WEISER, Idaho — There is a beautiful three-story building in Weiser that breathes history. The former school-turned-museum will turn anyone's head.
The Snake River Heritage Center is a great place for history buffs to learn a thing or two.
Back in the late 1800s, a pastor arrived in Weiser to preach. After some time in the area, he noticed something unusual.
"Since it was a farming community and all these kids out here were going to one-room schoolhouses, they could get a good education through 8th grade, but that was it," says Heritage Center board member Dottie Emert. "You can't afford to send your kids to school in town."
Decades came and went, and the school became a three-building campus for boys and girls and eventually the town's high school.
Emert has seen it all, including seeing Bing Crosby entertain the kids while on a hunting trip to Idaho.
"He performed on this stage, ad-libbed. There wasn't a big performance, but the kids loved it."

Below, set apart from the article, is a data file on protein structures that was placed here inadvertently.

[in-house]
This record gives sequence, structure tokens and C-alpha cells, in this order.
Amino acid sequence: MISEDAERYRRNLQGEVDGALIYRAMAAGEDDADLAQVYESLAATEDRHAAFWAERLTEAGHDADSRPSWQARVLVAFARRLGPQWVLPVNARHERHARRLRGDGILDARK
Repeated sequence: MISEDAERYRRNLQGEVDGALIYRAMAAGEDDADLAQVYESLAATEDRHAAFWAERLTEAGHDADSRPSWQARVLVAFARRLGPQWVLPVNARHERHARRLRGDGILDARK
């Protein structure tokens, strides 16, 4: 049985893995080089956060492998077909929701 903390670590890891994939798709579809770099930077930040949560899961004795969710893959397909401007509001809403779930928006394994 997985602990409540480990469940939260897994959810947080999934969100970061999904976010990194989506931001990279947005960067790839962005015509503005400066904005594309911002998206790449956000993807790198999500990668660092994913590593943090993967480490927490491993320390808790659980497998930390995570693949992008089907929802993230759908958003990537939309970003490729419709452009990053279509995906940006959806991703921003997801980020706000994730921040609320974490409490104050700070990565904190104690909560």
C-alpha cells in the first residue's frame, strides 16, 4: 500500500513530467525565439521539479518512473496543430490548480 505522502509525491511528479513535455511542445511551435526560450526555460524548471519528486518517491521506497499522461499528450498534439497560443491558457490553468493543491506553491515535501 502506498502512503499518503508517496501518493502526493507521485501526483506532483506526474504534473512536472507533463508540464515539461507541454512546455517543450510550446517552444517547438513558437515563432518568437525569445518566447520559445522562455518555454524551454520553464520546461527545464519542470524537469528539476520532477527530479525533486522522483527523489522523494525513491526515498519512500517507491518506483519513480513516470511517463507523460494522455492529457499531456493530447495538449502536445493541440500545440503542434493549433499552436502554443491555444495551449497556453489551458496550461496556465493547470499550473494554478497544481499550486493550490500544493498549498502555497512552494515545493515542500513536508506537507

Or the time Hall of Fame pitcher Walter Johnson, then 19, doubled as a telephone company employee and a pitcher for a team in Weiser.
"We would challenge Caldwell to a ball game so the whole city of Weiser would go down to the depot, get on a train, rent a car, and they went to the game in Caldwell and cheered for Walter Johnson."
If you have any interest in arrowheads, the Heritage Center claims to have one of the biggest collections in the entire country.
"As you can see, where the halves come in, they're different, and each one of them is a different tribe because they have a different making."
If only the walls could talk -- or do they?
"There are rooms on the third floor that are supposedly haunted, but I haven't seen any and I go up there all by myself. He's a friendly ghost if he is, he's really nice."
The most somber display is the Holocaust room, created by Weiser students for a school class project. When it was time to clean up at school, the community said wait. Dottie Emert says the community did not want to forget so it was decided to bring the display over to the center.
Some photographs can be disturbing to look at but tell the truth of the atrocities.
"The most shocking thing they look at is this. This was the community toilet; they then say, 'oh, that's bad. That's bad.'"
The Heritage Center is open from 9 a.m. to 5 p.m., Monday to Saturday. If nobody is there, just call the number on the front door and someone will come faster than you can say, "Walter Johnson just struck out on the side."